Maybe the most classic and iconic image of the mid-90s MLB era is one George Kenneth Griffey, Jr., with his hat on backwards. Well, card number 96 of the base set of “The Kid” features just that. The card front has a picture of Junior with his famous ear to ear smile, the backwards cap, the well known signature at the bottom of the card and the multi-colored Seattle Mariner logo embroidered in the background.
The equally iconic image on the card back also features Junior with his hat on backwards but with a far more serious look.
What was once the centerpiece of the design is now featured on the back of the card. The posed Studio style portraits are now the main attraction on the card back that still contains all of the fun information found in previous years including the “Up Close” section where we learned on the back of his card that Randy Tomlin might have been a park ranger if he had been an athlete. We also discover that Bo Jackson might have been an Air Force F-15 pilot had his two sport career not worked out at the professional level.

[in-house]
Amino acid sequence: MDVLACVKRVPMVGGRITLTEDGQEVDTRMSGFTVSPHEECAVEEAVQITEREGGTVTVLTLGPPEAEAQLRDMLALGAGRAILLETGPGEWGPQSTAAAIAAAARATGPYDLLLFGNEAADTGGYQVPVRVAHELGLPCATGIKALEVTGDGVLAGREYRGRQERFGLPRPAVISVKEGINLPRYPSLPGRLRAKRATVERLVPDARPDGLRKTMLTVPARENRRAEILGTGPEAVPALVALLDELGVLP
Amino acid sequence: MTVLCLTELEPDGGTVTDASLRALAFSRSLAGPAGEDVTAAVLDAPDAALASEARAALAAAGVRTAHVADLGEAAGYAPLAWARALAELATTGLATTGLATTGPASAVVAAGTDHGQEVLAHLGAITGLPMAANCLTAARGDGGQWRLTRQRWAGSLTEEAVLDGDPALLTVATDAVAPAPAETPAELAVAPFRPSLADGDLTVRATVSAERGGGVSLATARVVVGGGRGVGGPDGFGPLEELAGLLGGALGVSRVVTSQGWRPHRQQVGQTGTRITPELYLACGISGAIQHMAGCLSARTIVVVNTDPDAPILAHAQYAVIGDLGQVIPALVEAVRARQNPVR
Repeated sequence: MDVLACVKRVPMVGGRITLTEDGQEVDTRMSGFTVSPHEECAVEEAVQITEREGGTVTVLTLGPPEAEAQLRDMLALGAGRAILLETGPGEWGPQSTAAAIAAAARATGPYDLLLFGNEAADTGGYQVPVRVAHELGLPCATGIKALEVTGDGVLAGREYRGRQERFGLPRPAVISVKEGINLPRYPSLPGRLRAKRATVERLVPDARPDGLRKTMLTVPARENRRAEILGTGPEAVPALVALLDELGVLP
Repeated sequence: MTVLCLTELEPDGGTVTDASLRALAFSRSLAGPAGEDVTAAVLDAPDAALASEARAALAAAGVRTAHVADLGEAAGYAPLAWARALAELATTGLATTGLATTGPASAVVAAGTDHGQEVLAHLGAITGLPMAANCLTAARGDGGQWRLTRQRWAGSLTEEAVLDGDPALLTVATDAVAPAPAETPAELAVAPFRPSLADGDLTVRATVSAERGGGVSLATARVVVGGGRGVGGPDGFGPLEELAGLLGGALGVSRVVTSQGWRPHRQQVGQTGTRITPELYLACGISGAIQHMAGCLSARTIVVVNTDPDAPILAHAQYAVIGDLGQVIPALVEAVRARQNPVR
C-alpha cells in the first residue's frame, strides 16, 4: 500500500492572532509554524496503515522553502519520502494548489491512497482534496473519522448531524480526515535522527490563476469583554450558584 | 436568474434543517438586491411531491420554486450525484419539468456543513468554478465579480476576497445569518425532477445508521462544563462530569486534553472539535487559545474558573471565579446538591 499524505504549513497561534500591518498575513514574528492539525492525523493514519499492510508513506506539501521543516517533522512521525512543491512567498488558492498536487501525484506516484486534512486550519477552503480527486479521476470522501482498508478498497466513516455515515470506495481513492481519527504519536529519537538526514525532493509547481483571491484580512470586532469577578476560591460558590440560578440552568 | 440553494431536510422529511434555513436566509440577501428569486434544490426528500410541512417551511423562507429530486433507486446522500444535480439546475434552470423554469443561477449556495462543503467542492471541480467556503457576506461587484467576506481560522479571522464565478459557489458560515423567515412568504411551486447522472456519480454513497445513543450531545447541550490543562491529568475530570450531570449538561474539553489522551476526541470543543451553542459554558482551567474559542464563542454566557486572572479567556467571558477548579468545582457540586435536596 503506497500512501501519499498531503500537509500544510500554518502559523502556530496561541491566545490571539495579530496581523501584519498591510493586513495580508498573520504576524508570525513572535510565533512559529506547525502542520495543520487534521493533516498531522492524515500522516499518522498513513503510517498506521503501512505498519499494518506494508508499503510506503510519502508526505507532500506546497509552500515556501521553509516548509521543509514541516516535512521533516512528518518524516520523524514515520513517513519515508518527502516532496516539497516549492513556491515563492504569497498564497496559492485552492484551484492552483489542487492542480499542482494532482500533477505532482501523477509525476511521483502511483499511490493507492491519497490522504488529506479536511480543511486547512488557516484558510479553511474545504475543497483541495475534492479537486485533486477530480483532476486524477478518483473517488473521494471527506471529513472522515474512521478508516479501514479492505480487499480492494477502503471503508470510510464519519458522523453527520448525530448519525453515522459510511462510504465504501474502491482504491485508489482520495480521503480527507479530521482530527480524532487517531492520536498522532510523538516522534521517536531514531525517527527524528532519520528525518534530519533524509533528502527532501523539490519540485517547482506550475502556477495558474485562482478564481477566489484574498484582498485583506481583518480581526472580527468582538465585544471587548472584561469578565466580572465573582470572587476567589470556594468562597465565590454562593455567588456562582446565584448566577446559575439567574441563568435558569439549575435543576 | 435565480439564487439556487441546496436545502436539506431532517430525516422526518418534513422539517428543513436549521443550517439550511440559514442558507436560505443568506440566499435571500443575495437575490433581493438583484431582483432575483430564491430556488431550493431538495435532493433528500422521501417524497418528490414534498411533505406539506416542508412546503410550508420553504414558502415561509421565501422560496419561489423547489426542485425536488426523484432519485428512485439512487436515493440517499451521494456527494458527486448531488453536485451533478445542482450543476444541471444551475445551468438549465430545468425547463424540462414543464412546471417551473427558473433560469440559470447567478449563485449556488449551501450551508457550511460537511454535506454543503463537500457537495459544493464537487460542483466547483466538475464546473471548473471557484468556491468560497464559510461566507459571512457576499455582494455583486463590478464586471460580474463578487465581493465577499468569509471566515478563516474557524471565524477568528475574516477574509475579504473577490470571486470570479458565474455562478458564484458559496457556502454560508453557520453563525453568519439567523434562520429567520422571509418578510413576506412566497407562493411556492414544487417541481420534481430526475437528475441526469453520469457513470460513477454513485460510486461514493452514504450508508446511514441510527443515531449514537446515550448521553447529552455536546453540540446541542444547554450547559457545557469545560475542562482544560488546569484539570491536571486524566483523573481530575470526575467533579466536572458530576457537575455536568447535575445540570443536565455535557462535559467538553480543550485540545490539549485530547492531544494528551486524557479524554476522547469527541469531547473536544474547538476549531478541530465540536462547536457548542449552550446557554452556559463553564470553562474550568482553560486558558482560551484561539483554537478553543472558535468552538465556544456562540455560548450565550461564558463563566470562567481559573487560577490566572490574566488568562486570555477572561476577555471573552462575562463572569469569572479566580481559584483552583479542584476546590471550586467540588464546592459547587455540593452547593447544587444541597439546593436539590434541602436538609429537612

With the full color mug shots and the deep black backdrop with the bright white text popping off of it, you would be hard-pressed to find a prettier card back than 1993 Studio baseball.
The rookie class was rather light as only Montreal Expo Mike Lansing, California Angels first baseman J.T. Snow (who was hot at the time) and San Diego Padres Dan Walters had true RCs in the set. How spectacular would it be to have a Derek Jeter Studio rookie card? Imagine a young fresh faced Jeet with that iconic Yankees emblem and pinstripes in the background. The truth was that Jeter was still a couple of years away from the Yankees’ big league roster.
Heritage was back as a key insert set for the second consecutive year. The theme was the same as the first year with players being featured in uniforms their team’s wore in bygone eras. The card backs are similar to last year and feature a nice, brief history of the uniform worn on the front of the card.